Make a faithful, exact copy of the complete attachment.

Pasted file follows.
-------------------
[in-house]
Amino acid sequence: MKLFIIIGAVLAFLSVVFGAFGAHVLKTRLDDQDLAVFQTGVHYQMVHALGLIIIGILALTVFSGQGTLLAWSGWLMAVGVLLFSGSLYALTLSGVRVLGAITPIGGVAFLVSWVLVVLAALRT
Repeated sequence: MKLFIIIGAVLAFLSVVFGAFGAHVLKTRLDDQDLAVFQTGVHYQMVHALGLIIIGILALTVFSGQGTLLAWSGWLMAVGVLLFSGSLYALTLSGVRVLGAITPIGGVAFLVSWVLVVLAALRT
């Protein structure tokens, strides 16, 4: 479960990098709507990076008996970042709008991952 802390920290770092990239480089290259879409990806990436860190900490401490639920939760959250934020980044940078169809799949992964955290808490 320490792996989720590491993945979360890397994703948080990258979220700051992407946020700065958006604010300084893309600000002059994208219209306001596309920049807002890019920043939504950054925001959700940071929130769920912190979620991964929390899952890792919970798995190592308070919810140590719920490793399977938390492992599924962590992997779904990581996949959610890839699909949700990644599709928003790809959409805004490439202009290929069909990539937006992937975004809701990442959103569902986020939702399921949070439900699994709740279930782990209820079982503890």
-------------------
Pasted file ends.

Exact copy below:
[in-house]
Amino acid sequence: MKLFIIIGAVLAFLSVVFGAFGAHVLKTRLDDQDLAVFQTGVHYQMVHALGLIIIGILALTVFSGQGTLLAWSGWLMAVGVLLFSGSLYALTLSGVRVLGAITPIGGVAFLVSWVLVVLAALRT
Repeated sequence: MKLFIIIGAVLAFLSVVFGAFGAHVLKTRLDDQDLAVFQTGVHYQMVHALGLIIIGILALTVFSGQGTLLAWSGWLMAVGVLLFSGSLYALTLSGVRVLGAITPIGGVAFLVSWVLVVLAALRT
């Protein structure tokens, strides 16, 4: 479960990098709507990076008996970042709008991952 802390920290770092990239480089290259879409990806990436860190900490401490639920939760959250934020980044940078169809799949992964955290808490 320490792996989720590491993945979360890397994703948080990258979220700051992407946020700065958006604010300084893309600000002059994208219209306001596309920049807002890019920043939504950054925001959700940071929130769920912190979620991964929390899952890792919970798995190592308070919810140590719920490793399977938390492992599924962590992997779904990581996949959610890839699909949700990644599709928003790809959409805004490439202009290929069909990539937006992937975004809701990442959103569902986020939702399921949070439900699994709740279930782990209820079982503890």